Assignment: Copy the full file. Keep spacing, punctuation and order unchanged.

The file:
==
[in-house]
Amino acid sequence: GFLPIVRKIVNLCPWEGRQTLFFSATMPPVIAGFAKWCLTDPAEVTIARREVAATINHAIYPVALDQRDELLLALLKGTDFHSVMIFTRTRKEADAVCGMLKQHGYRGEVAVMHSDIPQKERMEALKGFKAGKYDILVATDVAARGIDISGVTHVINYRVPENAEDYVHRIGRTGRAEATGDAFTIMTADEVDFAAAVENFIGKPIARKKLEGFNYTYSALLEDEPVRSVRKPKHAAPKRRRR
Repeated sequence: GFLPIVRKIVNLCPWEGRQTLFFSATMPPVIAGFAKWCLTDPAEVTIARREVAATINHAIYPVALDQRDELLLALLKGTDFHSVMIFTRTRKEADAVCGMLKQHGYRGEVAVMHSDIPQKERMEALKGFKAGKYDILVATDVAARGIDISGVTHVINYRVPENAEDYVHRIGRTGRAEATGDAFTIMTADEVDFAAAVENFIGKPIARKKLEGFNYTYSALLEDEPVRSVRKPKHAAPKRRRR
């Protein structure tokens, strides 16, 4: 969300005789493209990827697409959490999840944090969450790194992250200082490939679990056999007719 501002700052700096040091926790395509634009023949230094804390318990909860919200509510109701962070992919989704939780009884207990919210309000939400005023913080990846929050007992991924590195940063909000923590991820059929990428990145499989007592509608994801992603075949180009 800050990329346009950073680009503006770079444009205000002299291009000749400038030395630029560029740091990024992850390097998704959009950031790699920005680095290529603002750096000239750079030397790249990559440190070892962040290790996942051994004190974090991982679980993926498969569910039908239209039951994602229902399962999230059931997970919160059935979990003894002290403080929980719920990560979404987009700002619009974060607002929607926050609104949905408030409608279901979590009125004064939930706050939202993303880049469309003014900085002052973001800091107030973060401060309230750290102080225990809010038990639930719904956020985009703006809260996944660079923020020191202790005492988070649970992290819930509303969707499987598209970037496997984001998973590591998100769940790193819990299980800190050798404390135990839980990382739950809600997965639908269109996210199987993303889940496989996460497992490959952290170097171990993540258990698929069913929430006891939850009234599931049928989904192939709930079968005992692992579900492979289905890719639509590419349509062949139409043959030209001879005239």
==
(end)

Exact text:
[in-house]
Amino acid sequence: GFLPIVRKIVNLCPWEGRQTLFFSATMPPVIAGFAKWCLTDPAEVTIARREVAATINHAIYPVALDQRDELLLALLKGTDFHSVMIFTRTRKEADAVCGMLKQHGYRGEVAVMHSDIPQKERMEALKGFKAGKYDILVATDVAARGIDISGVTHVINYRVPENAEDYVHRIGRTGRAEATGDAFTIMTADEVDFAAAVENFIGKPIARKKLEGFNYTYSALLEDEPVRSVRKPKHAAPKRRRR
Repeated sequence: GFLPIVRKIVNLCPWEGRQTLFFSATMPPVIAGFAKWCLTDPAEVTIARREVAATINHAIYPVALDQRDELLLALLKGTDFHSVMIFTRTRKEADAVCGMLKQHGYRGEVAVMHSDIPQKERMEALKGFKAGKYDILVATDVAARGIDISGVTHVINYRVPENAEDYVHRIGRTGRAEATGDAFTIMTADEVDFAAAVENFIGKPIARKKLEGFNYTYSALLEDEPVRSVRKPKHAAPKRRRR
């Protein structure tokens, strides 16, 4: 969300005789493209990827697409959490999840944090969450790194992250200082490939679990056999007719 501002700052700096040091926790395509634009023949230094804390318990909860919200509510109701962070992919989704939780009884207990919210309000939400005023913080990846929050007992991924590195940063909000923590991820059929990428990145499989007592509608994801992603075949180009 800050990329346009950073680009503006770079444009205000002299291009000749400038030395630029560029740091990024992850390097998704959009950031790699920005680095290529603002750096000239750079030397790249990559440190070892962040290790996942051994004190974090991982679980993926498969569910039908239209039951994602229902399962999230059931997970919160059935979990003894002290403080929980719920990560979404987009700002619009974060607002929607926050609104949905408030409608279901979590009125004064939930706050939202993303880049469309003014900085002052973001800091107030973060401060309230750290102080225990809010038990639930719904956020985009703006809260996944660079923020020191202790005492988070649970992290819930509303969707499987598209970037496997984001998973590591998100769940790193819990299980800190050798404390135990839980990382739950809600997965639908269109996210199987993303889940496989996460497992490959952290170097171990993540258990698929069913929430006891939850009234599931049928989904192939709930079968005992692992579900492979289905890719639509590419349509062949139409043959030209001879005239």